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Joseph L. Shaefer
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Chief Investment Officer, Stanford Wealth Management. Retired senior exec of Charles Schwab.  36 years active and reserve military service -- 6 in special operations, 30 in the intelligence community. Geopolitical analyst.  Author -- investment book Bringing Home the Gold.  Editor -- The... More
My company:
Stanford Wealth Management
My blog:
The Investor's Edge
My book:
Bringing Home the Gold
  • Debunking the China Myth 0 comments
    Nov 8, 2010 9:56 AM | about stocks: CEO, CAGC

    Globalization is seductive.  And data may be presented, especially beyond the pale of strong accountancy, that creates a false confidence.  In times when our own market have been more volatile, an economy like China’s is particularly seductive.  It seems to be on the straight-line progression the current generation of US investors enjoyed, and came to expect, from 1982-2000 (and now feel cheated that it ended, as all secular bull markets do.)


    I would advise caution in pursuing this investment avenue too wholeheartedly.  That is not to say I would eschew international diversification!  Nor that I don’t own some Chinese stocks.  Simply that I prefer to place the bulk of my and my clients’ portfolios in nations where the rule of law trumps the rule of a central committee, where physical and intellectual property rights are respected and enforced, where nepotism and favoritism are subjected to the harsh sunlight of a free press, and where entrepreneurialism abounds alongside natural and intellectual resources.  In this last I can recommend China; in the others, I fear we must tread lightly.


    Here’s why I recommend greater diversification: First and foremost, if the USA and the EU are the primary customers for China’s products (most of which are consumer rather than industrial products) and consumers in both the US and Europe snap their wallets shut, what will power the Chinese juggernaut?  They have virtually no middle class at home and their Asian neighbors often produce goods more cheaply than China does.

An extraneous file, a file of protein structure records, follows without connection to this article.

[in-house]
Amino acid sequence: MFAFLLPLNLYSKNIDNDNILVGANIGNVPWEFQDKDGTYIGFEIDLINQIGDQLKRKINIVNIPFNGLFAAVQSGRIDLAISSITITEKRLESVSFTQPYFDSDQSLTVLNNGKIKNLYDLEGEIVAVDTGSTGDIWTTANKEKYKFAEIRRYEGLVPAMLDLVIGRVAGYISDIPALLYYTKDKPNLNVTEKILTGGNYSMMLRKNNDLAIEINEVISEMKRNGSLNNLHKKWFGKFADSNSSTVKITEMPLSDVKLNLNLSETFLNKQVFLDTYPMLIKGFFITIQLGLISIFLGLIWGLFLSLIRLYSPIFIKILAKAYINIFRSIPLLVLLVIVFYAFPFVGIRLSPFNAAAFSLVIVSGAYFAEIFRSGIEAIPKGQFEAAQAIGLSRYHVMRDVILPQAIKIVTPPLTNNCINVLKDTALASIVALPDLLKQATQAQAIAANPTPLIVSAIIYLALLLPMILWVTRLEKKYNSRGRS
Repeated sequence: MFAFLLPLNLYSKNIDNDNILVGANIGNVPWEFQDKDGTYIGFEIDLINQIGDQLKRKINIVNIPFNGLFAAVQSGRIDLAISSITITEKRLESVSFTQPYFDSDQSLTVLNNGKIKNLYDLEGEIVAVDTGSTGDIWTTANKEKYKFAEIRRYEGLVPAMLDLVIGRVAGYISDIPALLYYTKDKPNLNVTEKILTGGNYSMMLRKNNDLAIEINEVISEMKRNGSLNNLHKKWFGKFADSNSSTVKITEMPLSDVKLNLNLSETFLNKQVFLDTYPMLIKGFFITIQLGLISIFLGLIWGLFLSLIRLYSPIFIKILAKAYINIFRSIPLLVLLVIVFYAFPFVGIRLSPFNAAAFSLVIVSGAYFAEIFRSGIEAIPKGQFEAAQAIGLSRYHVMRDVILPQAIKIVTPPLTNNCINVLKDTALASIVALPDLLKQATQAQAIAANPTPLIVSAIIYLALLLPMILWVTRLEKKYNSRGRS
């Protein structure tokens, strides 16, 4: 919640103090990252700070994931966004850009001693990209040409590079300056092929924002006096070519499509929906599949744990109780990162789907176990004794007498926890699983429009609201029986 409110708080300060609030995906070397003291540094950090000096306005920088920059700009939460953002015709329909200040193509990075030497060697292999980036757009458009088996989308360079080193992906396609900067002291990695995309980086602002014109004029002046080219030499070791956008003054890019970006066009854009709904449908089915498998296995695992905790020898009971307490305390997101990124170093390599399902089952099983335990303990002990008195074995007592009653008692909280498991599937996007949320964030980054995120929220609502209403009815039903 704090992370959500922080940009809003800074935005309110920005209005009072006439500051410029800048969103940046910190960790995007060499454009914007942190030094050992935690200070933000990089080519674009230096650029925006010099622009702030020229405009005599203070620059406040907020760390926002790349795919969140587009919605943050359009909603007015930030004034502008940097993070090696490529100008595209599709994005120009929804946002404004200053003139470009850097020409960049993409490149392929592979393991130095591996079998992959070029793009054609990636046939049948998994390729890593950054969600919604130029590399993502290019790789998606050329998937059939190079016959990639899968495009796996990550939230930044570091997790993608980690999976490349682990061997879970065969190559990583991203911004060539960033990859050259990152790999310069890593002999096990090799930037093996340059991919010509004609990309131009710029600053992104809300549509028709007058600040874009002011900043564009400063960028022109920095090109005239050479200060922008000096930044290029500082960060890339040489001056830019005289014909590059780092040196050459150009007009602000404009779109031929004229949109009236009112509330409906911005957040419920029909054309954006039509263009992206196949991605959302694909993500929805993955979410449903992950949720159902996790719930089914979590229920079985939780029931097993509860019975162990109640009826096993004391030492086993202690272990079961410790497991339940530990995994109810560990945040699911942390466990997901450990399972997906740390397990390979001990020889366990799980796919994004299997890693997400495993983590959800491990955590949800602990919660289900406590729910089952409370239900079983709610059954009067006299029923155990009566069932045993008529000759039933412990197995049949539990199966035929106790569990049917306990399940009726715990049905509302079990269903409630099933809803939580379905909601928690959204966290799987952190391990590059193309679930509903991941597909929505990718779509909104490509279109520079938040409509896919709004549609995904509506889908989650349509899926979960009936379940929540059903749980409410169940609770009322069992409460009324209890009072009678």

As importantly, Chinese workers are no different than American workers or Japanese workers or German workers.  Each in their time had numerous laborers willing to work for a pittance so they could have a better life for themselves and their children.  Each in turn began to demand higher wages as being only fair, given the experience and talent they gained, which leads to increased productivity. 


    It will be no different in China.  It is actually in China’s interest to pay its workers more; doing so will create the middle class that is now missing so that in future tough times, they can rely on their own consumer base to muddle through.  Higher wages would make other nations less protectionist, as well.  But even if neither of these revelations sink in, it will simply happen because farm kids subsisting on rice and dried fish will move to the cities and happily labor for next to nothing for the first few years.  It’s new, it’s exciting, you can now afford to eat meat or poultry twice a week, maybe you and your roommate even share a motorbike.  But it is simply immutable human nature that the thrill wears off and you’d like chicken three times a week or you’d like to have your own motorbike.  The pressure to increase wages genie is out of the bottle and there’s no putting it back in.